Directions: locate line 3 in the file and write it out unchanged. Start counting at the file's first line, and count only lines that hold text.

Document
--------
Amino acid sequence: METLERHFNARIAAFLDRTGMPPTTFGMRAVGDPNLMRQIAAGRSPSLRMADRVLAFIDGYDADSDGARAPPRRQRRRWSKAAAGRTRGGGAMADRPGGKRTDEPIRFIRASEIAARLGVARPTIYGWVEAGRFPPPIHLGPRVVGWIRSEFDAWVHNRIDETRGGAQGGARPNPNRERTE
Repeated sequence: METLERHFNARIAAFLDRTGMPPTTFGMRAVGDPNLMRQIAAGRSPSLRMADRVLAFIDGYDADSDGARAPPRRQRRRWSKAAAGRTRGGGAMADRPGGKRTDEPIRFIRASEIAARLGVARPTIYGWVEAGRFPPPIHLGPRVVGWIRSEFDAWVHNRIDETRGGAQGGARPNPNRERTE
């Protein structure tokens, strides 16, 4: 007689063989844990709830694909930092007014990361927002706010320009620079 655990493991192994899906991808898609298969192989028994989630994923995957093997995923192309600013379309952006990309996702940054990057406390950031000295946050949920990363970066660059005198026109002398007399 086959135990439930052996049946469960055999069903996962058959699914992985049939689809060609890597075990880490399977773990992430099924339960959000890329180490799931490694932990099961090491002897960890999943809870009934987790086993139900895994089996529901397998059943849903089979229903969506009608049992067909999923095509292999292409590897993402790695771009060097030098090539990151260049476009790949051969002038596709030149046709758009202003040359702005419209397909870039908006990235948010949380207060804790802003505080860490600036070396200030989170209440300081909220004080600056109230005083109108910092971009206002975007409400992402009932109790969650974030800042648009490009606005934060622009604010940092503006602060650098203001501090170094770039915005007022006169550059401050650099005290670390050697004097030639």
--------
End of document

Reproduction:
């Protein structure tokens, strides 16, 4: 007689063989844990709830694909930092007014990361927002706010320009620079 655990493991192994899906991808898609298969192989028994989630994923995957093997995923192309600013379309952006990309996702940054990057406390950031000295946050949920990363970066660059005198026109002398007399 086959135990439930052996049946469960055999069903996962058959699914992985049939689809060609890597075990880490399977773990992430099924339960959000890329180490799931490694932990099961090491002897960890999943809870009934987790086993139900895994089996529901397998059943849903089979229903969506009608049992067909999923095509292999292409590897993402790695771009060097030098090539990151260049476009790949051969002038596709030149046709758009202003040359702005419209397909870039908006990235948010949380207060804790802003505080860490600036070396200030989170209440300081909220004080600056109230005083109108910092971009206002975007409400992402009932109790969650974030800042648009490009606005934060622009604010940092503006602060650098203001501090170094770039915005007022006169550059401050650099005290670390050697004097030639």